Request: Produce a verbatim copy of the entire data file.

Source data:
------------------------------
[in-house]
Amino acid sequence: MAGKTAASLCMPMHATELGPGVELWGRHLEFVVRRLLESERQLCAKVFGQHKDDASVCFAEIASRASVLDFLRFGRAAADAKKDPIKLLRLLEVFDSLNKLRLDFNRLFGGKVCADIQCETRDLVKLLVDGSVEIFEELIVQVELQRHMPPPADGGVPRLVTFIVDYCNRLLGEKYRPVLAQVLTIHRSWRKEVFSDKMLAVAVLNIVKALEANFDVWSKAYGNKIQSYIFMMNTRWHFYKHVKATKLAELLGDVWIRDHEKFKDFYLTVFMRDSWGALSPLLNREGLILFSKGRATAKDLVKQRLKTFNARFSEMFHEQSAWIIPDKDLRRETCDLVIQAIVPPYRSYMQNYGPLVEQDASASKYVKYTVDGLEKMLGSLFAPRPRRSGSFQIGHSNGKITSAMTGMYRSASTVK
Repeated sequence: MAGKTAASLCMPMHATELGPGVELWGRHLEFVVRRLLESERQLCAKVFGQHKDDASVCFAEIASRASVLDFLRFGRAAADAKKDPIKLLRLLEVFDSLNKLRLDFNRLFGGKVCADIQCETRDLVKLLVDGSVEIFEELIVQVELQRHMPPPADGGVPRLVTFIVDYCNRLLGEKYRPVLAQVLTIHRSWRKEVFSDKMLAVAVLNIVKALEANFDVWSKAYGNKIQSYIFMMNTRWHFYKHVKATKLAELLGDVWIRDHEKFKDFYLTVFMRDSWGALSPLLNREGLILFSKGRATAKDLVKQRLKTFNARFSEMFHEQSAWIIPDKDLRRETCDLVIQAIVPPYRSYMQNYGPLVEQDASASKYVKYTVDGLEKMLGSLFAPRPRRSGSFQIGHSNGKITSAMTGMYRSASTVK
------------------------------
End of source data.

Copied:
[in-house]
Amino acid sequence: MAGKTAASLCMPMHATELGPGVELWGRHLEFVVRRLLESERQLCAKVFGQHKDDASVCFAEIASRASVLDFLRFGRAAADAKKDPIKLLRLLEVFDSLNKLRLDFNRLFGGKVCADIQCETRDLVKLLVDGSVEIFEELIVQVELQRHMPPPADGGVPRLVTFIVDYCNRLLGEKYRPVLAQVLTIHRSWRKEVFSDKMLAVAVLNIVKALEANFDVWSKAYGNKIQSYIFMMNTRWHFYKHVKATKLAELLGDVWIRDHEKFKDFYLTVFMRDSWGALSPLLNREGLILFSKGRATAKDLVKQRLKTFNARFSEMFHEQSAWIIPDKDLRRETCDLVIQAIVPPYRSYMQNYGPLVEQDASASKYVKYTVDGLEKMLGSLFAPRPRRSGSFQIGHSNGKITSAMTGMYRSASTVK
Repeated sequence: MAGKTAASLCMPMHATELGPGVELWGRHLEFVVRRLLESERQLCAKVFGQHKDDASVCFAEIASRASVLDFLRFGRAAADAKKDPIKLLRLLEVFDSLNKLRLDFNRLFGGKVCADIQCETRDLVKLLVDGSVEIFEELIVQVELQRHMPPPADGGVPRLVTFIVDYCNRLLGEKYRPVLAQVLTIHRSWRKEVFSDKMLAVAVLNIVKALEANFDVWSKAYGNKIQSYIFMMNTRWHFYKHVKATKLAELLGDVWIRDHEKFKDFYLTVFMRDSWGALSPLLNREGLILFSKGRATAKDLVKQRLKTFNARFSEMFHEQSAWIIPDKDLRRETCDLVIQAIVPPYRSYMQNYGPLVEQDASASKYVKYTVDGLEKMLGSLFAPRPRRSGSFQIGHSNGKITSAMTGMYRSASTVK